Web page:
The battle is on. The Republican National Convention is in the rearview mirror, the Democratic one is nearing its end, and there are just over 100 days until the presidential election.

Both the major candidates are leveraging tech and social media to reach voters, but they have notably different styles. And Hillary Clinton’s campaign took the battlefield to the Apple app store recently, releasing an interactive new app called “Hillary 2016.”

The polished app asks users to complete tasks like watering a virtual plant in a virtual campaign headquarters, pledging to vote for Clinton, or even taking a true-or-false quiz called “Trump or False” in which a user has to choose whether or not a statement was actually uttered by Trump. The app also includes a way to follow campaign news and donate to it.

Trump’s campaign does not appear to have an official app, and a Trump representative did not reply to an inquiry from FoxNews.com about the topic.

Both Clinton and Trump reach the public via relatively traditional new-media channels including Twitter, Facebook, YouTube, and Instagram. On Twitter, Trump reaches millions more followers, and on Instagram, he reaches thousands more. Trump also greatly surpasses Clinton on Facebook, with roughly twice as many “likes” on his official page.

The two have vastly different Twitter styles, though. Trump is well known for his bombastic Twitter voice. His tweets are heavy on the exclamation points, and include insults like calling Vice President Joseph Biden “not very bright.” The candidate has also sparked controversy for tweeting that if Russia has emails from Clinton’s controversial private email server from her time as Secretary of State, they should turn them over.

Clinton’s Twitter account, while it has fewer followers, presents as more polished, and was recently filled with tweets quoting President Obama’s speech at the DNC. She also makes use of two digital platforms— Medium and Pinterest— that Trump does not appear to use.

Jason Mollica, the president of JRM Comms, a public relations and marketing firm, said that in general, it makes sense for a brand— or a political candidate in this case— to think about how to best reach their target demographic. That’s why it’s natural for Clinton to use Pinterest, which attracts women aged 25-55, he said.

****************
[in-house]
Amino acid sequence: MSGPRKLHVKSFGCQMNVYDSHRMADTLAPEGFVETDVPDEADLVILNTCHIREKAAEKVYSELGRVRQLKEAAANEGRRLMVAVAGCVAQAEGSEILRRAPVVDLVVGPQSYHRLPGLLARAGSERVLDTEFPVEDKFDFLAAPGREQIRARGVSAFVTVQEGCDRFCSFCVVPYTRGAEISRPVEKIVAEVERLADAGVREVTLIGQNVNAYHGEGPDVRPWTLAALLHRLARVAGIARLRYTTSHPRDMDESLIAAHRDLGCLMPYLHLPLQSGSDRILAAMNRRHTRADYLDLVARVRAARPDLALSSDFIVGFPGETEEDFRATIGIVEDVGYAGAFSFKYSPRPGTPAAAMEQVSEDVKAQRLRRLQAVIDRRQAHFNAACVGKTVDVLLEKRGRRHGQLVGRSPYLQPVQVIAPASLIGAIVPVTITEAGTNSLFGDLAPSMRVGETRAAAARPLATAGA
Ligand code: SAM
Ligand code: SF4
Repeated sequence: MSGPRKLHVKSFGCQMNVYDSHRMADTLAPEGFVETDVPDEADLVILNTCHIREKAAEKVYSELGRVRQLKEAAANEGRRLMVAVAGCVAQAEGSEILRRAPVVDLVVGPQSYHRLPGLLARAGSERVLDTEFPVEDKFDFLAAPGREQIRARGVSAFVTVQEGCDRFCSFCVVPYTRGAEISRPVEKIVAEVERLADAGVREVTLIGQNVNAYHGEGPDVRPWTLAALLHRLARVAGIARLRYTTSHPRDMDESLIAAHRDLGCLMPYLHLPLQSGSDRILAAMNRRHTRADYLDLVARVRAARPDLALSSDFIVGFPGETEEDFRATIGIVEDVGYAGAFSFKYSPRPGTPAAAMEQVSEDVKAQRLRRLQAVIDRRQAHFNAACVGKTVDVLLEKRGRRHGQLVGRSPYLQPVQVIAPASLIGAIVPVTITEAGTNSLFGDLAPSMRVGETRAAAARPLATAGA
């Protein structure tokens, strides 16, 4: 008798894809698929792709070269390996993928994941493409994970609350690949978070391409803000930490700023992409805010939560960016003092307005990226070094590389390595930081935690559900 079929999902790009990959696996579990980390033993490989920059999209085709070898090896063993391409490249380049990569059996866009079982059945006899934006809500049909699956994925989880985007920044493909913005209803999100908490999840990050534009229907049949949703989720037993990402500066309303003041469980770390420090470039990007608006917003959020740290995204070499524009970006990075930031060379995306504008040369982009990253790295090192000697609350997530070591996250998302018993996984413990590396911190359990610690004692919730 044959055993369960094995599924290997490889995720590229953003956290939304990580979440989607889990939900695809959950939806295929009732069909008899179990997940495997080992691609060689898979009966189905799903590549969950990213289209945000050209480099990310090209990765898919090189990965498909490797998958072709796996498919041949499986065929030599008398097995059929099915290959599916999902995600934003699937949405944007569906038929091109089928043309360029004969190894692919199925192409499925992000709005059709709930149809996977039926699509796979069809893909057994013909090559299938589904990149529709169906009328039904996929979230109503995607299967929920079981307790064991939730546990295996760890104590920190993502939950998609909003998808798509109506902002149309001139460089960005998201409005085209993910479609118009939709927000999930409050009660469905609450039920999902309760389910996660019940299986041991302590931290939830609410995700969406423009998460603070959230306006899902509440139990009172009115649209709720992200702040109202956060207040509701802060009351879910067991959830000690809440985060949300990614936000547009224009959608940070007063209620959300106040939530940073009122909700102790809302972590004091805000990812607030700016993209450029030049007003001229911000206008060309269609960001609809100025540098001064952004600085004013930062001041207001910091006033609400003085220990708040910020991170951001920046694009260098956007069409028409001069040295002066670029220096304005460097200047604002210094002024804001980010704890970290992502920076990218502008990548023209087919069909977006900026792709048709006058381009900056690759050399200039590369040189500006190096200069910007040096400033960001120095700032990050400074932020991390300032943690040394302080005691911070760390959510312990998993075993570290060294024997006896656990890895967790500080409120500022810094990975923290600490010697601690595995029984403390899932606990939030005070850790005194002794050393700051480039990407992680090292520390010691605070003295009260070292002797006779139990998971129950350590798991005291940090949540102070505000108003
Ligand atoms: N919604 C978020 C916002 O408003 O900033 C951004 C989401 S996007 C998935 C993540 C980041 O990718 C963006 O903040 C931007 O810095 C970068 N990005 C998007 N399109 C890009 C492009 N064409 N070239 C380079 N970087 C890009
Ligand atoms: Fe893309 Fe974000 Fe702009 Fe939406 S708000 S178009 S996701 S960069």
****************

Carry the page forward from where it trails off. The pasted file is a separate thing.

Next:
As for Trump, Mollica said that the Republican candidate already has a well-establish social media presence, and might not feel the need to look for other channels.

“People are drawn to him on his social networks to see what thing he’s going to say next,” he told FoxNews.com, “whether it’s crazy, or whether it’s actually something that is relevant and really sticks to an issue per se, instead of just saying ‘that person’s an idiot.”

On the Democratic side, Mollica praised the use of the Twitter hashtag #ImWithHer, which he called “a very smart and tactical hashtag” that can represent both supporting Hillary and women generally.

“My perspective is that Mrs. Clinton has done a far better job at engaging her audience on social networks than Mr. Trump,” he said.

Common Trump hashtags include #AmericaFirst, #MakeAmericaSafeAgain, #ImWithYou, and #CrookedHillary. Meanwhile, Clinton last week rolled out a service called #TrumpYourself.

Mollica said that in the social media landscape, audience sharing is more important than the number of followers. As an example, he pointed to a June tweet from Clinton that he described as the campaign season’s most-shared tweet:

That tweet, in which Clinton responded to one of Trump’s tweets, read simply: “Delete your account.” It was retweeted over 482,000 times.

Follow Rob Verger on Twitter: @robverger